I’ve made a reservation for two nights in November at a tiny lakeside cabin nearby.  It’s to be a big surprise for the children.  I don’t know when I’ve ever needed a vacation more.  I’m now eager to finish my sweater, as I picture myself wrapped in it while watching mist rise off the water, sitting on the cabin porch, steeping in the scent of pine trees, chilled damp earth, and wood smoke.  I only have one button band left to go.  And pockets.  I do believe it shall have pockets.

It’s such a hard season to keep up with posting regularly.  This happens every year around this time.  I think I usually get into a groove again in October?  Meanwhile, I find myself not getting around to it day after day and then putting out these massive monster catch-up posts every two weeks.  Such is life.

Save

Save

Save

Save

Save

Save

Save

Save

Save

Save

Save

Save

Save

Save

Save

Save

Save

Save

Save

By

The Handcrafted Wardrobe: Simplicity Seeking

First off, I want to say thank you for all of the kind comments on my last post.  I’ve read them all, several times.  And I wish I had the time to write back to each of you, but that’s just not possible right now.  I sincerely thank you for the words of comfort, encouragement and support.

This week I’ve been planning a handcrafted wardrobe on a smaller scale, for my dear Mairi Rose, who is very much in need of clothing for the autumn.  I came up with a pretty simple plan with just a handful of different patterns and shapes: a basic sweatshirt-tunic type thing*, a playdress, leggings.  I have a pajama pattern that I might alter to make her a pair or two of elastic waist slacks with elastic gathers at the ankles in a sturdy fabric for hiking and climbing trees and that sort of thing.  And I think I’ll do a basic, quick and easy peasant dress for nighties and maybe cut it short for a blouse or two.   I’m really proud of myself for keeping my plans minimal and reasonably do-able.

I realized that this sort of simplicity is really what I need within my own wardrobe making endeavors.  A set of capsule patterns for a capsule wardrobe.  Easier said than done.

I was once invited to join a group of dear women in encouraging each other to be creative.  While I was honored to be asked and delighted to be involved with these lovely women, I was totally baffled by the idea of needing encouragement in this area.  Frankly, if people really wanted to help me out, they would create some sort of support group that teaches people to resist creative urges.  Or perhaps find something that could just siphon off all those surplus creative juices that so often turn me into an inspiration fueled crazy person. Because, like so many other areas of my life, this is what happens when I come up with a good basic plan…. the “and maybe…”s start up.  And maybe I’ll make this alteration to that pattern and this one and that one, effectively turning into drafting an entirely new pattern, which is neither quick, nor easy, nor simple.  Or I’ll come up with a collection of basic patterns and maybe decide that I should just add in a few other ones just for fun and maybe a few to add interest, etc., and it snowballs.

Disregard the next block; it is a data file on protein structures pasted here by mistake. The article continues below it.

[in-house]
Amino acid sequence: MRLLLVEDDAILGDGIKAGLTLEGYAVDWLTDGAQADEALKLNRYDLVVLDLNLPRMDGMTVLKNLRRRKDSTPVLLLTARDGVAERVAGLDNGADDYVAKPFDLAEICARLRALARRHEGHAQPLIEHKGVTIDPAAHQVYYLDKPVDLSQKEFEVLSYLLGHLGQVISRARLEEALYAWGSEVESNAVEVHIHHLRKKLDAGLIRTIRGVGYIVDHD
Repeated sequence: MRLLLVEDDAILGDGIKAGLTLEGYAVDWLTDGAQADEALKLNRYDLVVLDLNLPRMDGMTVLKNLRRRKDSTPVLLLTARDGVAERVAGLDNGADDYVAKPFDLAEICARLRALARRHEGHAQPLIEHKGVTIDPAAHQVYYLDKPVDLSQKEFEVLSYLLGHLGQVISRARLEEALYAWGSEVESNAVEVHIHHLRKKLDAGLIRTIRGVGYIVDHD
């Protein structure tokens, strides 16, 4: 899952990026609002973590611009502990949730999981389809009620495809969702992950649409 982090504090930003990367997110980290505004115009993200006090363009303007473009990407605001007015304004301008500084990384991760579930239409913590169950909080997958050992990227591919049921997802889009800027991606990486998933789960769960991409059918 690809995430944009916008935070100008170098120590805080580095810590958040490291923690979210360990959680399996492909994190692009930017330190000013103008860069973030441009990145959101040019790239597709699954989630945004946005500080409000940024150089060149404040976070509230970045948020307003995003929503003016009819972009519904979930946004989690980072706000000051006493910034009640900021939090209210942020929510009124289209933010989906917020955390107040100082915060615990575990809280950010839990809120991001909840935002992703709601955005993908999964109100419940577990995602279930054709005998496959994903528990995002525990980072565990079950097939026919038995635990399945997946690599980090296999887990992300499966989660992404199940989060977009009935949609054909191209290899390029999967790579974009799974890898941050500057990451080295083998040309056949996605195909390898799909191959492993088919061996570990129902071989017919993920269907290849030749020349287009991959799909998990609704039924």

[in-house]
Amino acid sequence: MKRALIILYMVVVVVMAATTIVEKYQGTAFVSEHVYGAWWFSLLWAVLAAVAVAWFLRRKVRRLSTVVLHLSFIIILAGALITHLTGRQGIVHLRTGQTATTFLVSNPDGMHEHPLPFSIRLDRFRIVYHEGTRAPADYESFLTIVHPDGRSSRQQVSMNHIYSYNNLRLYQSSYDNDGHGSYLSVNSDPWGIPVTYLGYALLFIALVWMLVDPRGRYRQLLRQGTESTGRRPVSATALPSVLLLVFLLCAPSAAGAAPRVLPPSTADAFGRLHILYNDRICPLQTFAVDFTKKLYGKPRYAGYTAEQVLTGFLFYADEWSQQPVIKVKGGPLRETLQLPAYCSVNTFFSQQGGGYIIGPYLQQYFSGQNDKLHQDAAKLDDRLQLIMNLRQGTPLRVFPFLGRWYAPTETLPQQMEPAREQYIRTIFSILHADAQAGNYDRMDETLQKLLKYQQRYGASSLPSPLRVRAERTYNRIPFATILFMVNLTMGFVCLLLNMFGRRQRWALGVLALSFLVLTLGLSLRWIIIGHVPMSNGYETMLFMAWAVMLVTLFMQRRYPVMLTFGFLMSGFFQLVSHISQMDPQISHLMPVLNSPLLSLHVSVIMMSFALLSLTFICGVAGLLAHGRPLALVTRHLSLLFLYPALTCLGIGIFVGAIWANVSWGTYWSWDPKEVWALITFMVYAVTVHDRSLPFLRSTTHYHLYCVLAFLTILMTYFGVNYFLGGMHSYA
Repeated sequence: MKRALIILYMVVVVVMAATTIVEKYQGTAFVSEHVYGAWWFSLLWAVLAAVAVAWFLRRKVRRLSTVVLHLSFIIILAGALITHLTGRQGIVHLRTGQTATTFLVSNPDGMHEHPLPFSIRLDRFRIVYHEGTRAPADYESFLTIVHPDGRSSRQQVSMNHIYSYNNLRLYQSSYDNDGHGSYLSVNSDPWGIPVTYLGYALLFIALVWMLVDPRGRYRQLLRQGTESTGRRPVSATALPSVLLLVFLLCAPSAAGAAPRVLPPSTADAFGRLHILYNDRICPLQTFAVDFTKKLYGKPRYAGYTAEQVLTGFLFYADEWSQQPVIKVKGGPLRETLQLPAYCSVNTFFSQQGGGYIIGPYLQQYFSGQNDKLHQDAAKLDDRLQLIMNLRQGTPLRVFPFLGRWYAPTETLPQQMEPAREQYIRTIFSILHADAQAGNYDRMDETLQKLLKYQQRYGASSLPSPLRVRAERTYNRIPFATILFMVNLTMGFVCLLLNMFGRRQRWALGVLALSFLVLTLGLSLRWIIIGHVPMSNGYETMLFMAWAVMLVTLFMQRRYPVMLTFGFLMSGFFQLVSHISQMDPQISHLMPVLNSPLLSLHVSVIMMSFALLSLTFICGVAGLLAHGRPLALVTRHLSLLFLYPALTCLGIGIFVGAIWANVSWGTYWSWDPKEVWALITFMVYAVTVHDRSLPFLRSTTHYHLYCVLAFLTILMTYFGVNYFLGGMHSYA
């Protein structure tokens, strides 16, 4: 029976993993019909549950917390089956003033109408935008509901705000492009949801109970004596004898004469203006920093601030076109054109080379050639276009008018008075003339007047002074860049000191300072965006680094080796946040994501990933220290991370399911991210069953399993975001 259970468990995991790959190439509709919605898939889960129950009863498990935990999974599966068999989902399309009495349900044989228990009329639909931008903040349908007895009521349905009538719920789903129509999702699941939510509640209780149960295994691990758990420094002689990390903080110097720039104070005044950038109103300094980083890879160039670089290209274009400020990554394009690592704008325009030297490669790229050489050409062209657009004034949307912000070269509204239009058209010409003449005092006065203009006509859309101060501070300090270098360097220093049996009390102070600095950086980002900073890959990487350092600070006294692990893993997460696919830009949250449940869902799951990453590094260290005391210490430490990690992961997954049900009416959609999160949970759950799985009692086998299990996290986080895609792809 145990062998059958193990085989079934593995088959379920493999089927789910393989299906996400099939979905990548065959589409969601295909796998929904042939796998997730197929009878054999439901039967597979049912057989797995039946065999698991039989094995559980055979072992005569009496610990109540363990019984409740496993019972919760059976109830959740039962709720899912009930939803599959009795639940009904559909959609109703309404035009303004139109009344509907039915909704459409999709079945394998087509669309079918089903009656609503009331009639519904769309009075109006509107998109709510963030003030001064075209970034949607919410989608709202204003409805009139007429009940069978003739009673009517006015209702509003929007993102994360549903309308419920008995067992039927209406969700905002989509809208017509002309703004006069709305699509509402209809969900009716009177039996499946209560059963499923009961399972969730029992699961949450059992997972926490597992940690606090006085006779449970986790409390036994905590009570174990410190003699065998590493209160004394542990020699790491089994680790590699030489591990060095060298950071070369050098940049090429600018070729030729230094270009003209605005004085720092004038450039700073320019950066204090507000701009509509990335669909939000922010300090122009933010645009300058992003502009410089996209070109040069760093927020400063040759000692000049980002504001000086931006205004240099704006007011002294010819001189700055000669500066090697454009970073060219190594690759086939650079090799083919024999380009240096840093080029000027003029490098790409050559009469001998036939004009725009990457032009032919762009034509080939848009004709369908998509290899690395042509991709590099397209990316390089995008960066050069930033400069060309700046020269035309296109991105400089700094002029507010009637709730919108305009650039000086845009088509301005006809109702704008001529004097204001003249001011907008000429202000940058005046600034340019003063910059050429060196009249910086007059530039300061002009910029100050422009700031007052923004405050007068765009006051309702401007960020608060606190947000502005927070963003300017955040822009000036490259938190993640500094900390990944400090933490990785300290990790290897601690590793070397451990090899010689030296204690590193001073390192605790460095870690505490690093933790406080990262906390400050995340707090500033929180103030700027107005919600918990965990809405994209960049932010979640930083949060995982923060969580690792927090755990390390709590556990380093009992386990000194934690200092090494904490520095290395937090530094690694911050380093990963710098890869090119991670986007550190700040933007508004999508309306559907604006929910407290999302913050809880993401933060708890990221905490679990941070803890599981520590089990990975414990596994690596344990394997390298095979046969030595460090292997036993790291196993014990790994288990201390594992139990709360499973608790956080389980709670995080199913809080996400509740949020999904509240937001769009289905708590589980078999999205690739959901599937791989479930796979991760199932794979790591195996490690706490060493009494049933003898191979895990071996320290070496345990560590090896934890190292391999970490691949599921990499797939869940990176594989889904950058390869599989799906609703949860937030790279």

Less stress, streamlined sewing, comfortable basics, these are really what I need right now, so I must find a way to gag the muse and get on with it.  Perhaps if I just keep uttering the words, “Keep it simple, keep it simple, keep it simple” over and over again?

Do you think you could come up with core patterns to be repeated for a basic wardrobe and stick to it?  What would you include?

*I now see that this pattern has been retired, so back to the drawing board on that one.

Save

Save

Save

Save

Save

Save


By

harvesting and a sweater for every occation

The garlic is in and at least a few blueberries made it to the freezer.  I had really hoped to make it back to the blueberry farm again by now.  We thought the tiny girl would just park herself somewhere and gorge away, blueberries being her very favorite.  But she took her task very seriously and was determined to fill her own little basket.  She went off on her own (we kept an eye on her of course).  We kept asking if she wanted to pick with one of us and she would reply, “No, I pickin’ with myself!”

It’s birthday sweater season, where my knitting project is dependent on who happens to be in the room with me.  I have one color work sweater where I feel completely certain about the color selection, but nervous about the pattern and a second one where I’m completely at ease with the pattern, but nervous about the color selection.

I actually haven’t started Iain’s sweater yet. My gauge is so horrendously off that I haven’t had the courage to face it.  Ravelry had the wrong yarn weight listed and I was silly enough not to double check with the pattern.  Every time I sit down to try and figure it out I think,”OR I could just pick up one of these sweaters I already have started and have a nice relaxing knit.  Yes, that does sound quite good.”  And I do just that.

It occurred to me that this is my last week of summer in which to accomplish anything.  Next week our schedule explodes and we are thrust into a full scale, full on, hectic autumn schedule.  Where did the summer go???

I’ve been frantically trying to get the house and our lives together, but I’m so easily sidetracked.  My ridiculous mind keeps having nagging thoughts like, “hmm, maybe we should try to paint the bathroom real quick?”  A perfect example: yesterday I sat down on the futon with a basket of fabric to sort through.  As I was cutting off scrappy ends and tossing them into a trash bag, I was acutely aware of the flat throw pillow I was leaning on.  Let’s just say that the situation escalated and Steve came home from work to find me sitting in the middle of a huge pile of stuffing and bits of random fabric, pulling apart packed together fibers and blistering my hands chopping scraps up into teeny-tiny little flecks.  These things happen, right?  I’m happy to say that we do now have three fluffy pillows to recline on at the end of our long hard days. Of course, they are now too big for their pillow cases, so there is that….

I’m sometimes alarmed by how much my life resembles an episode of I Love Lucy.

Save

Save

Save

Save

Save

Save

Save

Save

Save

Save

By